The second annual U.S.-Russian Investment Symposium convened at Harvard University’s Kennedy School of Government in Cambridge, Massachusetts, from January 9-11. More than 500 businessmen and officials — including no less than seven Russian regional governors — gathered to discuss the prospects and problems of foreign investment in Russia. The Russian delegation was led by Deputy Prime Minister and Economics Minister Yakov Urinson, and included financier Boris Berezovsky and Mikhail Khodorkovsky, the founder of Menatep bank and head of the Yukos oil company.
The conference opened with a characteristically contrarian presentation from international financier George Soros. He said that the privatization program hastily launched in 1992 had opened the door to "robber baron capitalism," and that First Deputy Prime Minister Anatoly Chubais was "tainted" by his role in fund-raising for the 1996 presidential election. Soros argued that his own participation in the purchase of 25 percent of Svyazinvest shares in July, 1997, had been a breakthrough in openness, and caused a "ruckus" among the leading financial cliques, thus breaking their unhealthy collusion. Soros said he will not participate in the sale of a second tranche of Svyazinvest shares, scheduled for later this year — which raises the question of whether the Russians will be able to find a Western telecom operator willing to get involved with the restructuring of their telecom giant.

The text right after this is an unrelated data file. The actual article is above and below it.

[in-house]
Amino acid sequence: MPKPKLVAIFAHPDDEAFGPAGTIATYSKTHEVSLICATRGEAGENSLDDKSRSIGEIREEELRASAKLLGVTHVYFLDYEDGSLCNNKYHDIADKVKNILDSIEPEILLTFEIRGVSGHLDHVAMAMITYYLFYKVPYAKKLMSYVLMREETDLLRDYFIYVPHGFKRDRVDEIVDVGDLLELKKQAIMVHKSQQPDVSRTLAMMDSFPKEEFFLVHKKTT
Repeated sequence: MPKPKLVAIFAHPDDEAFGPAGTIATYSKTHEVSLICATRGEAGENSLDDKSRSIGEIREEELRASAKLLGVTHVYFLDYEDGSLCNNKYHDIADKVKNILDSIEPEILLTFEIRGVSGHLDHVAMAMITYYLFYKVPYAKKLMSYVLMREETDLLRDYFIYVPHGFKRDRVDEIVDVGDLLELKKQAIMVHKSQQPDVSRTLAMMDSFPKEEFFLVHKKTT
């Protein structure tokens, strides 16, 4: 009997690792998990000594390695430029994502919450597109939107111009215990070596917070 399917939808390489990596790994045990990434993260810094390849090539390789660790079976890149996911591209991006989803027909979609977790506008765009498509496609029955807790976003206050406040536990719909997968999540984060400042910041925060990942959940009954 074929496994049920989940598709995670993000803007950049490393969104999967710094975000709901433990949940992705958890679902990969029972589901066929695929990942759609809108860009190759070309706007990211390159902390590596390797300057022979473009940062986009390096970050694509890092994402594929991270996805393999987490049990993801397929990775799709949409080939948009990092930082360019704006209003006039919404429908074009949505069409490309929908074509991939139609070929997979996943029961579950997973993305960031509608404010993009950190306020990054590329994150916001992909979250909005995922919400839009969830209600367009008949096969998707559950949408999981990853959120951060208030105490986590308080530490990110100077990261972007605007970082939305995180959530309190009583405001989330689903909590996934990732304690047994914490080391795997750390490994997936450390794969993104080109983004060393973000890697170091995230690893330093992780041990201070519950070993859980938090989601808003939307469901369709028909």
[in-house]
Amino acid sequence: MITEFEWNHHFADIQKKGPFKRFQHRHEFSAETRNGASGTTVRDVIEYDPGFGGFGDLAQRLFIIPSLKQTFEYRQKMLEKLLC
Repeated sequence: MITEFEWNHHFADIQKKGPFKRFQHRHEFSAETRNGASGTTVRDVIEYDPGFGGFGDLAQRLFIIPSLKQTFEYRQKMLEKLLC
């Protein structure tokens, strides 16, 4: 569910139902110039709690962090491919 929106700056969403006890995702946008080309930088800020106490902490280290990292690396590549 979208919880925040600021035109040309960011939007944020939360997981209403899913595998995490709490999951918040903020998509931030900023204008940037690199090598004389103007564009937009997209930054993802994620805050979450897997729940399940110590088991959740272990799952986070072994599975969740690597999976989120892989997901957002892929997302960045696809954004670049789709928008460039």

Soros’s message did not go down well with the conference’s Russian participants. The next day the president of Sakha (Yakutia), Mikhail Nikolaev, pointedly noted that "I have come here not from a bandit Russia, but from a normal, democratic, developing Russia." In a curious twist, Boris Berezovsky delivered an address on January 10 in which he defended his arch-rival Chubais from Soros’s attack, which he described as "incorrect and unfair." Berezovsky credited Chubais with the enormous achievement of launching the privatization program that transformed Russia into a market economy. He questioned Soros’s faith and commitment to Russia, revealing that at the Davos forum in February, 1996, Soros had personally urged him to flee the country, since Soros thought that a Zyuganov victory was inevitable. Berezovsky also countered Soros’s claim that state assets had been sold to insiders at bargain prices by reporting that at the time of the loans-for-share auctions, in late 1995, he had invited Soros to lend him money to help him bid for Sibneft, but had been rebuffed.
Still, Berezovsky indirectly argued that it was time for Chubais to quit, by saying that the "revolutionary" phase of transition had now ended, and it was time for "evolutionary" processes to take over, which meant that those with a "Bolshevik" approach to solving problems should leave the stage. Berezovsky also warned that there was a dangerous concentration of political power in Russia, and that the administration still has the power to close down any bank or media outlet — or start a war– at any time.
…While Investors in Russia are Urged to Look to the Long Term.